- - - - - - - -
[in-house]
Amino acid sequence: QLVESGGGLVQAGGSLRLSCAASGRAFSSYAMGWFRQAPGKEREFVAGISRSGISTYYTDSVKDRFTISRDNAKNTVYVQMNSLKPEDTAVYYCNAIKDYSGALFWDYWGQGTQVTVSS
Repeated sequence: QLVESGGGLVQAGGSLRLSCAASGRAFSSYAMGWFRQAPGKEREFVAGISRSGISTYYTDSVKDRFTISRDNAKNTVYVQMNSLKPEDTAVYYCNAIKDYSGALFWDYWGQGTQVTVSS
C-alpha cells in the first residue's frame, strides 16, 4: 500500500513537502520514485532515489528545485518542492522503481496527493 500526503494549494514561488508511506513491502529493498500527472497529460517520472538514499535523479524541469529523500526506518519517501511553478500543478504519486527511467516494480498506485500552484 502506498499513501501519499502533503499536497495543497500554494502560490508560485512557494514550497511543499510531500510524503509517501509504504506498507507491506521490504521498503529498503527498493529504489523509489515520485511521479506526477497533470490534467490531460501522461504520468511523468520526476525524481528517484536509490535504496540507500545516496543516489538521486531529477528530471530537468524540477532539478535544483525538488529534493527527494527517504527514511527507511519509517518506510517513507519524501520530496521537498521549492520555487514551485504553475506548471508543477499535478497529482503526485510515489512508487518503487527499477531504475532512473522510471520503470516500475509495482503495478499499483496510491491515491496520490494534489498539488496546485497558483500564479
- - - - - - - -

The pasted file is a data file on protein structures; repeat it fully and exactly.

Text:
[in-house]
Amino acid sequence: QLVESGGGLVQAGGSLRLSCAASGRAFSSYAMGWFRQAPGKEREFVAGISRSGISTYYTDSVKDRFTISRDNAKNTVYVQMNSLKPEDTAVYYCNAIKDYSGALFWDYWGQGTQVTVSS
Repeated sequence: QLVESGGGLVQAGGSLRLSCAASGRAFSSYAMGWFRQAPGKEREFVAGISRSGISTYYTDSVKDRFTISRDNAKNTVYVQMNSLKPEDTAVYYCNAIKDYSGALFWDYWGQGTQVTVSS
C-alpha cells in the first residue's frame, strides 16, 4: 500500500513537502520514485532515489528545485518542492522503481496527493 500526503494549494514561488508511506513491502529493498500527472497529460517520472538514499535523479524541469529523500526506518519517501511553478500543478504519486527511467516494480498506485500552484 502506498499513501501519499502533503499536497495543497500554494502560490508560485512557494514550497511543499510531500510524503509517501509504504506498507507491506521490504521498503529498503527498493529504489523509489515520485511521479506526477497533470490534467490531460501522461504520468511523468520526476525524481528517484536509490535504496540507500545516496543516489538521486531529477528530471530537468524540477532539478535544483525538488529534493527527494527517504527514511527507511519509517518506510517513507519524501520530496521537498521549492520555487514551485504553475506548471508543477499535478497529482503526485510515489512508487518503487527499477531504475532512473522510471520503470516500475509495482503495478499499483496510491491515491496520490494534489498539488496546485497558483500564479